Title: Kruistocht in Spijkerbroek (Dutch), Crusade In Jeans (English)
Author: Thea Beckman
Page count: 363 pages (paperback movie edition, Dutch)
Rating: 5/5 stars
*This review does contain some spoilers, though I tried not to give anything too important away. Still, read it at own risk.
Also, yes this is a Dutch book, but it is available in English too. I don`t know if the translation is any good, as I`ve only read it in Dutch, but if you want to, you can find it abroad.
Crusade In Jeans is a Dutch children`s/teenagers book by Dutch author Thea Beckman. It`s a very well known book here, and I too have (apparently) read it when I was younger. Except that I had forgotten pretty much all of it, so this felt like I read it for the first time. The version I own is the movie version, in Dutch, which is a rarity as I don`t like to read in Dutch usually.
But I really loved this book. Even in Dutch.
The story is about Rudolf, a teenager from modern Netherlands, whose father is friends with some scientists. Rudolf goes to visit them, and they explain that they`re building a type of time machine, but it`s not working right yet. “If only we had actual humans who could tell us if it works! But they need to weigh less than 60kg!” they lament to Rudolf, who loves the thought of an adventure and somehow manages to convince two adult scientists to send a teenager to medieval France in an untested machine. But instead of France, Rudolf ends up in Germany in a different century and gets stuck there just as the children`s crusade passes by. He notices a lot of children in the back falling over or even dying right there from fatigue, hunger and illness, and decides to join the crusade to help the children. But not everyone is happy about Rudolf joining them…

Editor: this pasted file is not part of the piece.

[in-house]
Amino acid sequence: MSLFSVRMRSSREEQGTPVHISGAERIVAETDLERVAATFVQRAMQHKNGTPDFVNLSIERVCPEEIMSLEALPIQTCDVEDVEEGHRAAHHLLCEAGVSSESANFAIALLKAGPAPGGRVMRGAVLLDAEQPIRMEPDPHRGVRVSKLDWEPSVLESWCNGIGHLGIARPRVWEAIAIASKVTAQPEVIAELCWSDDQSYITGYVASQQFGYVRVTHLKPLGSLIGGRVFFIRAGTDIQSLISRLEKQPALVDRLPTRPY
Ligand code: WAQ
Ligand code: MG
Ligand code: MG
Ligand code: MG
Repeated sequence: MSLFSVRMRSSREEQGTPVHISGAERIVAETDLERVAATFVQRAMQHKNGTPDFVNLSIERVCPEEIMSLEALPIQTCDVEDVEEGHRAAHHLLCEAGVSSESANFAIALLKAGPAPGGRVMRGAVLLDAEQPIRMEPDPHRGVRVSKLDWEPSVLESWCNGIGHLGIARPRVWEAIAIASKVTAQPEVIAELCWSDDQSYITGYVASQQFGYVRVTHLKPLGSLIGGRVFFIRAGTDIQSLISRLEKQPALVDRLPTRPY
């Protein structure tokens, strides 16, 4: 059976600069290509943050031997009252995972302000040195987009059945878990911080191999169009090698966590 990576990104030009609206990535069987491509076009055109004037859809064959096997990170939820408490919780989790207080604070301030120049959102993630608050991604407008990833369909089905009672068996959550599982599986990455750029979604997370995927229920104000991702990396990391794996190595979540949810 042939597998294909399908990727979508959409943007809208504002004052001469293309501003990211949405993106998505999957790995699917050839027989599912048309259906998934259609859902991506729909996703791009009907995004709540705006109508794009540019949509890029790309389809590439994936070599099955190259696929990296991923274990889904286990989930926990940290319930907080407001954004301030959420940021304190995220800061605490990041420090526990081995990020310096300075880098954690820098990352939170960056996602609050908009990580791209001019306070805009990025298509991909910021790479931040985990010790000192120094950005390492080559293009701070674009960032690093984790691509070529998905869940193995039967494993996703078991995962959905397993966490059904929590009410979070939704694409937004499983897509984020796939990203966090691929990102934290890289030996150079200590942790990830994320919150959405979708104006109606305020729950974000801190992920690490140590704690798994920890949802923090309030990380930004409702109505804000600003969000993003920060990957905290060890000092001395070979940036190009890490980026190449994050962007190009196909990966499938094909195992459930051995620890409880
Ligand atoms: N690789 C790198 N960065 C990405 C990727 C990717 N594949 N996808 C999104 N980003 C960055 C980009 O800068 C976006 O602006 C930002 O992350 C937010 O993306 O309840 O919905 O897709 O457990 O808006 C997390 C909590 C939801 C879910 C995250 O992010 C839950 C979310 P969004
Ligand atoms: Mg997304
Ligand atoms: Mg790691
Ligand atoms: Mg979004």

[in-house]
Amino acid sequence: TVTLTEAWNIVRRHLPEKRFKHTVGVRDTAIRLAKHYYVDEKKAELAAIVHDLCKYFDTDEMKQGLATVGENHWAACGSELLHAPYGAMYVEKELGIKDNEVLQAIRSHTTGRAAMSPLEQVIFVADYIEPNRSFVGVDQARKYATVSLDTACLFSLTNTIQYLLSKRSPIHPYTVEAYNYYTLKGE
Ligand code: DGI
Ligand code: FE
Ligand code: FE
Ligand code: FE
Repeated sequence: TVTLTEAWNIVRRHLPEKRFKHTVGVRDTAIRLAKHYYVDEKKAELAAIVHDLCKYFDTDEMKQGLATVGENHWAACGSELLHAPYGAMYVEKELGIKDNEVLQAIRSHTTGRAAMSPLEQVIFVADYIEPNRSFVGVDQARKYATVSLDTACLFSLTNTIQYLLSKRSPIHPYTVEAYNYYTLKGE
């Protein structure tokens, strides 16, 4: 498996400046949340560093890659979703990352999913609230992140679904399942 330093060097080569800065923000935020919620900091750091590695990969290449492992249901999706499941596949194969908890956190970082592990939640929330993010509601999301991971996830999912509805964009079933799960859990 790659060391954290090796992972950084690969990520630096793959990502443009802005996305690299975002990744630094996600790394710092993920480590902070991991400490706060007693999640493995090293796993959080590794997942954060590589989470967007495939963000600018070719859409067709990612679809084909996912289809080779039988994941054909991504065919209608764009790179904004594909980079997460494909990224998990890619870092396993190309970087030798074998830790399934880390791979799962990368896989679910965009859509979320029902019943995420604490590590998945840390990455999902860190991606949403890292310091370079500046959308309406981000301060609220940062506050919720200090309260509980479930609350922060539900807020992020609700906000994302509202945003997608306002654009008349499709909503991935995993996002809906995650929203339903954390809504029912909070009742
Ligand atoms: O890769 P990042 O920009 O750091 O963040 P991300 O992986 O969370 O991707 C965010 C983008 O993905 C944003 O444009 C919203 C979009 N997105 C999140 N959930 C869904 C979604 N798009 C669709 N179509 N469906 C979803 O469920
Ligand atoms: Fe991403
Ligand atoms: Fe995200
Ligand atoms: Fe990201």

Sure, you can tell the book is aimed at younger children (the aimed audience is about 12, though it`s definitely readable above that age – in fact, I`d personally recommend 14/15). The language use is simple, quick, easy to read and understand, nothing too difficult but nothing too innocent either. This book doesn`t leave out important topics, and definitely tries to give a clear image – if somewhat romanticised – of what it was like to live in 12th century Europe. It deals with poverty, the different classes, hunger, the differences between 12th century society and 20th century society – and the parts that didn`t change. It also deals with betrayal, religious extremism, crime and child slavery.
And here`s a trigger warning too: there are a lot of deaths. And I do really mean a lot, even some characters you`ll grow to love. Still, despite all the serious topics, this is a surprisingly light book.
There are a lot of things you just kind of have to gloss over as an adult and accept that they`re used as means to further the plot. Like the aforementioned lamenting scientists who agree to sending a teenager away suspiciously easily. However, the bonus of reading it when you`re a bit older is that you recognise little tidbits that might (or might not, depending on your level of knowledge) slip by when you`re younger, like Leonardo Fibonacci, the famous mathematician, except as a teenager.
I recommend this book to anyone from age 14 who is interested in history and is willing to ignore some silly things that are extremely unreasonable but obviously just there to advance the plot. Ignore that, and you have yourself a lovely book about history, about perseverance, loyalty, friendship, betrayal and regret.
This was the last book I`ll read for 2014, and I`ll start reading books again in 2015. If you have any recommendations for me for the upcoming year, feel free to let me know in the comments! And if you`ve read this book or any other book I`ve reviewed, let me know what you thought of it.